Brewing coffee at home is a crapshoot of ratios, freshness, and equipment. Instead of waking up to smell the home-brewed coffee, start leaping out of bed in a streaking sprint to the Coffee Garden to expose your nostrils and fuzzy slippers to the flowerful fragrance of roasted bean juice. Perk up in the midmorning sun amid a potted jungle of greenery on the back patio with a signature cup of coffee ($1.50 for 12 oz.) or an indulgent mocha ($3.25 for 12 oz.). When high noon hangs above, halt sweat beads in their browed beginnings with an iceberg's worth of iced tea ($2.25 for 24 oz.) or a cold café au lait $3.50 for 24 oz.).
Next door to the historic Colonial Theatre, the chefs at Cafe Colonial plate up burgers, fries, and nachos for hungry omnivores and vegans alike. Daiya cheese can be subbed in for dairy cheese, and Boca replaces beef with a simple request. The kitchen has also become known for whipping up a mean Indian frybread taco garnished with refried beans, ground beef, lettuce, tomato, and cheese. On weekends and weeknights, the café plays host to artistic events, live bands, and movie nights.
What started as a hobby for Biba Caggiano became a culinary career when she relocated to Sacramento with her family in 1969. During the move, she brought along a practiced knowledge of Old World cuisine, which she gleaned from her mother while growing up in the Italian region of Emilia-Romagna. After teaching a handful of classes at a local cooking school, she began fully dedicating herself to gastronomic pursuits, publishing cookbooks of her signature recipes, studying culinary traditions throughout Italy, and hosting an internationally syndicated cooking show, Biba's Italian Kitchen.
She opened Biba Restaurant in 1986, devising a menu of authentic Italian cuisine that changes seasonally, much like a snowman’s ability to survive. Her chefs blanch homemade pastas, pan-roast sea bass, and braise veal shanks for an osso buco alla milanese that Frommer's proclaimed as "excellent." With a commitment to freshness, Biba sources her ingredients from local farmers and producers, including Del Rio Botanical and Ports Seafood.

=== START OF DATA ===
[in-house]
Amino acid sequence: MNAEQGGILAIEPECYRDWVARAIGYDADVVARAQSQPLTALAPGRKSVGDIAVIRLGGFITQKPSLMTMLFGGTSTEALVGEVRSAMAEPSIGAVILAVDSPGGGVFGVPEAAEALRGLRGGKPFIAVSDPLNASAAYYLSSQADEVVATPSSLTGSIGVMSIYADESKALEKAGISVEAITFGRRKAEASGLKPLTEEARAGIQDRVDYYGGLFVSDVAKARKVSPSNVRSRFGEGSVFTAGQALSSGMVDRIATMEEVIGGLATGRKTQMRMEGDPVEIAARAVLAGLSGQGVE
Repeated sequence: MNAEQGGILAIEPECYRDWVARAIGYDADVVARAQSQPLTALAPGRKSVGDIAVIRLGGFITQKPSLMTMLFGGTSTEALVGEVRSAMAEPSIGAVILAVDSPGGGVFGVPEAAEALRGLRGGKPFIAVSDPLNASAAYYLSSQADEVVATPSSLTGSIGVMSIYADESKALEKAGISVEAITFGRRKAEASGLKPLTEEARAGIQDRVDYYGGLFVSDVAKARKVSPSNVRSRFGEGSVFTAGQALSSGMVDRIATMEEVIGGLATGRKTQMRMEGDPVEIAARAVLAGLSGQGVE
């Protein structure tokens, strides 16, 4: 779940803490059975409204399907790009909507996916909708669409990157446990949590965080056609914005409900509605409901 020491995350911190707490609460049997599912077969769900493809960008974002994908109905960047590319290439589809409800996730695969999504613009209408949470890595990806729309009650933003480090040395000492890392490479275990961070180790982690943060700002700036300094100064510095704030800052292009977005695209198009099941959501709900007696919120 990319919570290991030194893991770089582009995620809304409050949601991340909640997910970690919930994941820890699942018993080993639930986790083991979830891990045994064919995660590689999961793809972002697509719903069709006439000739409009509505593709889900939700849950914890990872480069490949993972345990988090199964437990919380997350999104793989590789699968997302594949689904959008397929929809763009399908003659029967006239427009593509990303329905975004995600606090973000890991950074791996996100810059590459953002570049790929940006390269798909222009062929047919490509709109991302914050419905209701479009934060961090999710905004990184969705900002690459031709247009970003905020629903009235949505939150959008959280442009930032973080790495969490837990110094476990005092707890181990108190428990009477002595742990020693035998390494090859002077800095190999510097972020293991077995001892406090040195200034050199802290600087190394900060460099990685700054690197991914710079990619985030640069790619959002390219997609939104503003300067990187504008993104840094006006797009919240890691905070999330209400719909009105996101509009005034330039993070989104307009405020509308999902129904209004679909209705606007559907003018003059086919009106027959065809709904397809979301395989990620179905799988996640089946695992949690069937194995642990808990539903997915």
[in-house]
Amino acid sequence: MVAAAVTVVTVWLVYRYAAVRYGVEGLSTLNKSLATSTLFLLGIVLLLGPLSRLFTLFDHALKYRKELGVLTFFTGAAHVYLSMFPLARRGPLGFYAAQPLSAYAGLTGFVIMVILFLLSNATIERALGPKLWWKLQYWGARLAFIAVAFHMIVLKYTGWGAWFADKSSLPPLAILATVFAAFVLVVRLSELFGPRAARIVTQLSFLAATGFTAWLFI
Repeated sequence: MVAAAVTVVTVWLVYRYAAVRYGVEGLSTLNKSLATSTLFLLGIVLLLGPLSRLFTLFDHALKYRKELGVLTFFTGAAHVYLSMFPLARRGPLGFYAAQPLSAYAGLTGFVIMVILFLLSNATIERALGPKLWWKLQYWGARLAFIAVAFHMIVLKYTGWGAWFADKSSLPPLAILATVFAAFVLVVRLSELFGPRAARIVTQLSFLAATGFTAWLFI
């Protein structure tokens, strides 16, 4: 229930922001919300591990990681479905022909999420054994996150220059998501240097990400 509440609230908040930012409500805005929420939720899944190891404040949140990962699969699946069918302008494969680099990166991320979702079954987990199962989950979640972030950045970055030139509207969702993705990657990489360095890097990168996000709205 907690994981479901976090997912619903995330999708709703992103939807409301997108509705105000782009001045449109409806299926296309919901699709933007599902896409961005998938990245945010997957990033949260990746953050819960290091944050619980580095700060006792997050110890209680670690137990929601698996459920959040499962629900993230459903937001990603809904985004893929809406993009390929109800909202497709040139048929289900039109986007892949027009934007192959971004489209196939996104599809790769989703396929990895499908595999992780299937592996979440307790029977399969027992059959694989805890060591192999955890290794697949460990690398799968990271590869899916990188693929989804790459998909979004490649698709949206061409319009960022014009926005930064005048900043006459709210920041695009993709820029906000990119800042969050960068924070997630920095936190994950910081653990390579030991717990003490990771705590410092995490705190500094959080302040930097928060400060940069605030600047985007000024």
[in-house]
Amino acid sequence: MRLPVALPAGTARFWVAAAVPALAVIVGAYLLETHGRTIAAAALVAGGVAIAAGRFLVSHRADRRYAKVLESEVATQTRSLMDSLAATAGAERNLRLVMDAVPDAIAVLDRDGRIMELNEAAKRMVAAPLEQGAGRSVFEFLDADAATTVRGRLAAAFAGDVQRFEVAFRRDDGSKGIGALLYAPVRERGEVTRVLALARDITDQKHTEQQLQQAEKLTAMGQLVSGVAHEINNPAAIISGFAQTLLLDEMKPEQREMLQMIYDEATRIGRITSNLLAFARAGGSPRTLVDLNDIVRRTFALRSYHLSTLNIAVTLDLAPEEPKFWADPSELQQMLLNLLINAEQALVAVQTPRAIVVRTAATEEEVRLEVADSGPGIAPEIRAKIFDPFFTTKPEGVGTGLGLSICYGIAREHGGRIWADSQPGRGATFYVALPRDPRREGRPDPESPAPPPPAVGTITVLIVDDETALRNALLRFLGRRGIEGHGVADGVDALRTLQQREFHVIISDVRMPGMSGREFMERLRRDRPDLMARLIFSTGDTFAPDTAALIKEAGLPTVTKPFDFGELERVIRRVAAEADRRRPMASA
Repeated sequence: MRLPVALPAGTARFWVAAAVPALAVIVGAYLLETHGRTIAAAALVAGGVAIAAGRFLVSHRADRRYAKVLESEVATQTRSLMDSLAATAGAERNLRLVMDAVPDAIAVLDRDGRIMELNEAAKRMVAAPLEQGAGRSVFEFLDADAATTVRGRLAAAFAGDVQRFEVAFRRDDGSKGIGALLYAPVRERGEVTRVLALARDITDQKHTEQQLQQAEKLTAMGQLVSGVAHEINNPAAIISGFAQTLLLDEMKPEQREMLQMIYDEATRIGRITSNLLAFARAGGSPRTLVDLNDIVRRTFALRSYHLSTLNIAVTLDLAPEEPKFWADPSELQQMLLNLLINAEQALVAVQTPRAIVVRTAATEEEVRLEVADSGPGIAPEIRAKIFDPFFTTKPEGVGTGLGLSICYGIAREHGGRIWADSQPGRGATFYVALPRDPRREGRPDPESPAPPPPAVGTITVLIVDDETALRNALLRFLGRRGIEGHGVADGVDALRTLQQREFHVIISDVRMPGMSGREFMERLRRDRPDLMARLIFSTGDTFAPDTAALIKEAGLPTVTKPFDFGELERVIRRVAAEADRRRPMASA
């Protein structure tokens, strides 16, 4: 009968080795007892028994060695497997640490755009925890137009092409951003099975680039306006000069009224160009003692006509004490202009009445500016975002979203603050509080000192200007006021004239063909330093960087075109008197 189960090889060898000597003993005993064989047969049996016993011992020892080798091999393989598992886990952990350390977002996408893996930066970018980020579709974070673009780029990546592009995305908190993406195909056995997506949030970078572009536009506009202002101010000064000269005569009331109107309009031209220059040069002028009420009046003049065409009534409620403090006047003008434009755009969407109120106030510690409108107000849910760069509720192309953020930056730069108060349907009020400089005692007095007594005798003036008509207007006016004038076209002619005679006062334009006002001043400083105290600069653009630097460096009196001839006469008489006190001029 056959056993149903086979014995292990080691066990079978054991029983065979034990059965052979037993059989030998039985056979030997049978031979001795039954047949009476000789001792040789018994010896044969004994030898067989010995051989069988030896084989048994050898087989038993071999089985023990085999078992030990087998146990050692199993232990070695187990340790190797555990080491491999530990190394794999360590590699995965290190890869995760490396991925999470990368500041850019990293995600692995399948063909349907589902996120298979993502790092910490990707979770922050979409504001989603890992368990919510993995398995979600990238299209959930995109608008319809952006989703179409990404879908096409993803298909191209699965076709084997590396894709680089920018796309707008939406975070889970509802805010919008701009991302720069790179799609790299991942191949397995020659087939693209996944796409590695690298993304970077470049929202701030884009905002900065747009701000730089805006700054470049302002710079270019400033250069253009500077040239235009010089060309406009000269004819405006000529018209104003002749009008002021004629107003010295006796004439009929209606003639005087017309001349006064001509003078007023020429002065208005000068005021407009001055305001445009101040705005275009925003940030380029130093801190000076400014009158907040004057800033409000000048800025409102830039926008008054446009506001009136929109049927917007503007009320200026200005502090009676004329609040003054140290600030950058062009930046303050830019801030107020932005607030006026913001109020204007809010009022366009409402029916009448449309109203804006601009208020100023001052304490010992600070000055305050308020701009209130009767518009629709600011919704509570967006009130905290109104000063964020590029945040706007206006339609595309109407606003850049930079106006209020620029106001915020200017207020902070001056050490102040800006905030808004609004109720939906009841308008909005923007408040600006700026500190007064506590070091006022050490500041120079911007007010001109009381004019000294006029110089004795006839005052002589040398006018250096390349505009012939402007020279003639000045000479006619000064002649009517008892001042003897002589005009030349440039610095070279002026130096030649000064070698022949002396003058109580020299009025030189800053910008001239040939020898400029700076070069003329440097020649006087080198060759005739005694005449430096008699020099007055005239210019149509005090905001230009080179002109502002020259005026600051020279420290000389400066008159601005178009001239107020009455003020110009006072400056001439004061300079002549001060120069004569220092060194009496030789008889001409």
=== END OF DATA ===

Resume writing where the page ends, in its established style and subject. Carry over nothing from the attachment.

The menus brim with refined dishes, and the décor to "make [diners] feel instantly at home." In addition to its yellow walls, the recently renovated main dining room, according to the Sacramento Press, features hand-painted Italian silk sconces and crema marfil marble.
Inside Espanol Italian Restaurant, wood-paneled walls, floral curtains, and checkered tablecloths transport guests to a homey Italian kitchen. Friendly servers dote upon guests who tuck into heaping portions of tender pork chops or pastas such as ravioli and fettuccini alfredo. Once meals end, servers deliver cannoli and other traditional desserts, and whisk away plates to be licked clean by hungry dishtowels in the kitchen.
The Midtown hot-dog haven offers a dazzling display of bun-clad hot-dog and sausage dinners. The menu boasts 10 types of links, including the basic beef frankfurter ($3.49), a Polish sausage ($4.69), a steamed vegan dog ($3.49), and a crispy corn dog ($2.59, available in vegetarian, too). Customize your dining delight with any of Capitol Dawg's 45 plus toppings (up to $1.50 each) or opt for one of the specialty dogs, such as the Tesla Dawg ($4.19), loaded with mustard, chili, and onions, or the El Senador Dawg ($5.59), a Sonoran-style bacon-wrapped dog nestled under a cozy blanket of pinto beans, cheese, jalapeños, grilled onions, and chopped fresh veggies. Dogs can also be paired with french fries and a fountain drink to form a mighty meal ($7.39+) or matched with one of their succulent sides, such as beer-battered onion rings ($3.49) or sweet-potato fries ($3.49) for a customized creation.
Pete’s Restaurant & Brewhouse pairs handcrafted brews with a menu of specialty pizzas, pastas, burgers, and salads. The six different beers on offer include the Old Town Red—a malty, ruby-colored brew—a traditional Bavarian wheat ale, and the Uptown Blonde. Along with the eatery’s signature pies, guests can sample popular entrees such as house-made lasagna, New York steak, and fish and chips—a dish native to the United Kingdom, where French fries are called “chips” and chips are called “lorries.”